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Case study on budget at a fashion retail business.

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Introduction

11.2 How does a company budget efficiently? From rags to riches - twice! Jeff Pearson never learnt to read or write yet became a millionaire. Born into a family of market traders in Liverpool he started working life as an apprentice television aerial erecter in the 1960s and ended up running his own van before he was 20 years old. After meeting his wife to be, Gina, they set up in business with an open-air market stall selling teenage girls' fashion. Visiting warehouses in Manchester and London they bought stock and sold �140 worth on the first day. They decided to make their own styles. Finding the right product was the key to success. Eventually they raised �15,000 to buy their first shop, whilst still keeping their market stalls. By the time Geoff was 27 he had made enough money to buy a large Victorian house, with 6 bedrooms and 3 bathrooms. At Christmas 1982 Geoff and Gina made their best business decision. Looking for stock for a sale they paid �700 for 70 pairs of girls' leather trousers and advertised them at �1 a pair. On Christmas Eve a queue started forming outside their store, 3 days before the sale started. When their doors opened 1,000 people were in the queue and the business took �25,000 on that day alone. ...read more.

Middle

In taking this risk, whilst at the same time paying suppliers immediately, Jeff runs the risk of having a cash flow problem. Not all retailers will pay within a month and this further exacerbates the cash flow problem, putting further strain on the upper end of the overdraft facility, and perhaps causing the bank to review the facility once more. A business that was profitable now runs the risk of becoming unprofitable as, if the overdraft limit is exceeded, the bank will start to charge much higher rates of interest. A vicious circle ensues which becomes difficult to escape. 3. Changing market conditions can be anything from macro-economic changes such as increases in the base rate of interest or increases in taxation, to micro changes such as an increase in competition or rises in the price of raw materials. The evidence cites the 1992 recession with consumers reigning in spending on fashion clothes. Interest rates rose to 15 per cent so that the cost of borrowing became ever more expensive. For Jeff the reduced overdraft limit together with the hike in interest rates would have slowed growth down enormously. His ability to obtain stock would have been curtailed as he would not have had the finance to pay suppliers immediately, and they would soon stop supplying at all. The squeeze on consumer spending further reduced the cash inflow until Jeff couldn't pay creditors and was forced into liquidation. ...read more.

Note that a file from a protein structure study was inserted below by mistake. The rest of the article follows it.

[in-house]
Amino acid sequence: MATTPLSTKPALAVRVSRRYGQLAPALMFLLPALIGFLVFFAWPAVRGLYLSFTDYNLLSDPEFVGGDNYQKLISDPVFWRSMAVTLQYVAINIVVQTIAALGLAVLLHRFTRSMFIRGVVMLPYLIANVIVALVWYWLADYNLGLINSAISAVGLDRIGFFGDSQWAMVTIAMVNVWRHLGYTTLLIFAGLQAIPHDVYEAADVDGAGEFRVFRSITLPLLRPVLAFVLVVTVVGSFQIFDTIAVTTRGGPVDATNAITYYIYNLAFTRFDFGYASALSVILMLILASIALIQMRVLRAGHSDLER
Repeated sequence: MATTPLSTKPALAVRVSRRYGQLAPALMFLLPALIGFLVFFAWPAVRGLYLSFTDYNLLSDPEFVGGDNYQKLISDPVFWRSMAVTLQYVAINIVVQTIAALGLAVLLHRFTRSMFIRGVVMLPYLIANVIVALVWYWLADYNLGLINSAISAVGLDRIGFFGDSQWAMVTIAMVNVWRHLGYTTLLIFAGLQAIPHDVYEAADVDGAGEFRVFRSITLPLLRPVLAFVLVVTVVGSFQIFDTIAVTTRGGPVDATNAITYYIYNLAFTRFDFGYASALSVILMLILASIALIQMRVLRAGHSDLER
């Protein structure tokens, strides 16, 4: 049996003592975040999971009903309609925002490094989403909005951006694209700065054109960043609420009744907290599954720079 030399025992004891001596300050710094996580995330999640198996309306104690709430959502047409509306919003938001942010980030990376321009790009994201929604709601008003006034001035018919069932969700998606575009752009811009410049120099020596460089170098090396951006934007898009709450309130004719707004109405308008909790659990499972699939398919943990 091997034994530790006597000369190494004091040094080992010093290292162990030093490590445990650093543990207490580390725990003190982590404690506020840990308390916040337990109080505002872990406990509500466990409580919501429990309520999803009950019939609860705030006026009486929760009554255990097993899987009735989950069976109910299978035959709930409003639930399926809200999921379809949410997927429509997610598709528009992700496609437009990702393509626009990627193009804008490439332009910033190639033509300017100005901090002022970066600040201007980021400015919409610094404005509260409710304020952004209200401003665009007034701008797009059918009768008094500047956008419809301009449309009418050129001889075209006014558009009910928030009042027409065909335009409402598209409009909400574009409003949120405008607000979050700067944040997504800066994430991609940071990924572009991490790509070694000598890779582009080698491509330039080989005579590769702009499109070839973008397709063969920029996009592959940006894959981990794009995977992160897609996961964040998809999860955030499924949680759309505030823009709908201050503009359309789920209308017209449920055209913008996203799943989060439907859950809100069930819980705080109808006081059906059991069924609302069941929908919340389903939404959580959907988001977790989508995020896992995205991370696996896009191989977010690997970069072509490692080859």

Conclusion

Furthermore, having completed forecasting he is then in the position of comparing actual figures with the forecasts and then analysing the results. His forecasts will have been built on a combination of historical factors - he has been in business a number of years, and on what he can foresee ahead; growth in the economy, for example. Comparisons made (variance analysis) will enable him to gauge whether his business is doing well, and also allow him to re-adjust his future forecasts in light of the evidence available. Forecasting can be time consuming and expensive. For small traders it is another job to add to the list, and it doesn't always get done properly. Larger businesses, such as Jeff's will employ experts to carry out the research and should be able to make better judgements. Forecasting is not an exact science. Whereas Jeff's businesses were caught out in 1992 by recession, the ERM debacle and very high interest rates, many more businesses will have been damaged more recently by the banking crisis and inability to obtain loans, even at relatively low interest rates. On balance businesses should always try to plan ahead and sales forecasting is part of that preparation. Whilst forecasting cannot prevent unforeseeable events affecting business, it can plan more effectively for the future and be in a state of prepared readiness to deal with endogenous and exogenous shocks. ?? ?? ?? ?? Adil Khan ...read more.

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